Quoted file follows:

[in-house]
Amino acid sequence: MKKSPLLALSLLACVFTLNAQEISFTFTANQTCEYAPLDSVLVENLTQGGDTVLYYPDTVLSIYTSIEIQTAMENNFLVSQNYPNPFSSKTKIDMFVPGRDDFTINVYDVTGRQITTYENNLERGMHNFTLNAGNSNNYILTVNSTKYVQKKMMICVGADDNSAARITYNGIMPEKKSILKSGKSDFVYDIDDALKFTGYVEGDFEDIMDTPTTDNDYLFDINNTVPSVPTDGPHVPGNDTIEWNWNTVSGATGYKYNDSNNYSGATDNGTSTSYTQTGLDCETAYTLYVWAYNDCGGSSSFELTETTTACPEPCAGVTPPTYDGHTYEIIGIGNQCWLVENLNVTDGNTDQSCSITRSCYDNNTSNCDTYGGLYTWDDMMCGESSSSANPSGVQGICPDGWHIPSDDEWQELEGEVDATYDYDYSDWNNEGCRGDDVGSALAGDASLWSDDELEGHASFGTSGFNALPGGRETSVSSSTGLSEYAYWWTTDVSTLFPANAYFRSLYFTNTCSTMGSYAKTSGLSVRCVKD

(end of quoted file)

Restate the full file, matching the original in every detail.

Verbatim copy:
[in-house]
Amino acid sequence: MKKSPLLALSLLACVFTLNAQEISFTFTANQTCEYAPLDSVLVENLTQGGDTVLYYPDTVLSIYTSIEIQTAMENNFLVSQNYPNPFSSKTKIDMFVPGRDDFTINVYDVTGRQITTYENNLERGMHNFTLNAGNSNNYILTVNSTKYVQKKMMICVGADDNSAARITYNGIMPEKKSILKSGKSDFVYDIDDALKFTGYVEGDFEDIMDTPTTDNDYLFDINNTVPSVPTDGPHVPGNDTIEWNWNTVSGATGYKYNDSNNYSGATDNGTSTSYTQTGLDCETAYTLYVWAYNDCGGSSSFELTETTTACPEPCAGVTPPTYDGHTYEIIGIGNQCWLVENLNVTDGNTDQSCSITRSCYDNNTSNCDTYGGLYTWDDMMCGESSSSANPSGVQGICPDGWHIPSDDEWQELEGEVDATYDYDYSDWNNEGCRGDDVGSALAGDASLWSDDELEGHASFGTSGFNALPGGRETSVSSSTGLSEYAYWWTTDVSTLFPANAYFRSLYFTNTCSTMGSYAKTSGLSVRCVKD